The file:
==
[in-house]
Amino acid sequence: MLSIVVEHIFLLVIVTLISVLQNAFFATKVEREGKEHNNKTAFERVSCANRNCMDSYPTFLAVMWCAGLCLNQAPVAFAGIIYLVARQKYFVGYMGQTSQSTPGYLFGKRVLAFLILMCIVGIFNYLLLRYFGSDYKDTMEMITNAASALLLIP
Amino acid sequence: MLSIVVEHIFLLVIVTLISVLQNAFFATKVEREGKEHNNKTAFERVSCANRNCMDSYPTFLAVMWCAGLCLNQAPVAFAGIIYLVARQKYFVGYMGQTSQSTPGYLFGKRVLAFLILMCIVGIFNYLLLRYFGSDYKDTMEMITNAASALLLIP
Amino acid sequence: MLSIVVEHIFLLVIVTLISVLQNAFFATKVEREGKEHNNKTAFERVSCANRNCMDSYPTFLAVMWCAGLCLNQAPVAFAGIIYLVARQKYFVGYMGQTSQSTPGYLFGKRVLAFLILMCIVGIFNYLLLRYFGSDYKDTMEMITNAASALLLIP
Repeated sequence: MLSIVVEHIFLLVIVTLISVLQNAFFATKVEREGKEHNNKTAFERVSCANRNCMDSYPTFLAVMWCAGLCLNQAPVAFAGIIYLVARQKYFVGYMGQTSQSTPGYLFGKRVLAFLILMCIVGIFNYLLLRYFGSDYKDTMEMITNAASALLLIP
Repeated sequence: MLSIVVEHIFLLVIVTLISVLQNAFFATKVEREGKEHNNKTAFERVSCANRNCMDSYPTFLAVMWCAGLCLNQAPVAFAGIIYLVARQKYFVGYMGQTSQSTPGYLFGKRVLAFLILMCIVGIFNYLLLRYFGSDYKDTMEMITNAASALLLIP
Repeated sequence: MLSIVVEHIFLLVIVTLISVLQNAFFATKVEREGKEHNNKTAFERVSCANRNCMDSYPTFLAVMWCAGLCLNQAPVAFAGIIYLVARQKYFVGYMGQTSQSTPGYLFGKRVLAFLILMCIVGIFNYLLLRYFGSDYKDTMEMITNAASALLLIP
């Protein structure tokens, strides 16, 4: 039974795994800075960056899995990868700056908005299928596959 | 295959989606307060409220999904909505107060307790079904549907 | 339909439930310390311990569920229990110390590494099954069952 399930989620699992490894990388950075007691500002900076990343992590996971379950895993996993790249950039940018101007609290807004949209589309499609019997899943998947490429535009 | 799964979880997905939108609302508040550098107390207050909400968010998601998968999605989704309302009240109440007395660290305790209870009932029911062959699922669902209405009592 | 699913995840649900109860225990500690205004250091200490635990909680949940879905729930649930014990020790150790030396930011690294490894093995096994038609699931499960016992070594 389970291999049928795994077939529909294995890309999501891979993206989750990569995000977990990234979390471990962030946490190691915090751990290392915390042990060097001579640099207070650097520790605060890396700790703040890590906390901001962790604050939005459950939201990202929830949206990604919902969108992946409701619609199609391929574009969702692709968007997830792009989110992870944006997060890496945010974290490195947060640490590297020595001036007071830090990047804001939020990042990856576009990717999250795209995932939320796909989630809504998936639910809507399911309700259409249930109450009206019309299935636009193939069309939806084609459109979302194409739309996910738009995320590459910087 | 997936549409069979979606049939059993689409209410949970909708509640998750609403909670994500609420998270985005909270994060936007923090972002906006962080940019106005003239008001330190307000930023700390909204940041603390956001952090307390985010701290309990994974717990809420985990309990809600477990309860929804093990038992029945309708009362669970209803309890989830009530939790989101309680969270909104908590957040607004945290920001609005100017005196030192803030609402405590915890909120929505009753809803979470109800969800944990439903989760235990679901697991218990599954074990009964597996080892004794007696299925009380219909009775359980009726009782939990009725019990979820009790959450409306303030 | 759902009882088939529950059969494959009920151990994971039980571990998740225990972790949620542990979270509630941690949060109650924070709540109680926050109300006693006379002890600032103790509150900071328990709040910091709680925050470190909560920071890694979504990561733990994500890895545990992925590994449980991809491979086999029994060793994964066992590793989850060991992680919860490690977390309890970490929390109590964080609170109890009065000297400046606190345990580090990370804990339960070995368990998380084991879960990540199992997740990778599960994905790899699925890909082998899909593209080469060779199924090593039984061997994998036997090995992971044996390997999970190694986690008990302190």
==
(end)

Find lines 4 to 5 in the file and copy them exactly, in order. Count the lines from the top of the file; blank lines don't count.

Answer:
Amino acid sequence: MLSIVVEHIFLLVIVTLISVLQNAFFATKVEREGKEHNNKTAFERVSCANRNCMDSYPTFLAVMWCAGLCLNQAPVAFAGIIYLVARQKYFVGYMGQTSQSTPGYLFGKRVLAFLILMCIVGIFNYLLLRYFGSDYKDTMEMITNAASALLLIP
Repeated sequence: MLSIVVEHIFLLVIVTLISVLQNAFFATKVEREGKEHNNKTAFERVSCANRNCMDSYPTFLAVMWCAGLCLNQAPVAFAGIIYLVARQKYFVGYMGQTSQSTPGYLFGKRVLAFLILMCIVGIFNYLLLRYFGSDYKDTMEMITNAASALLLIP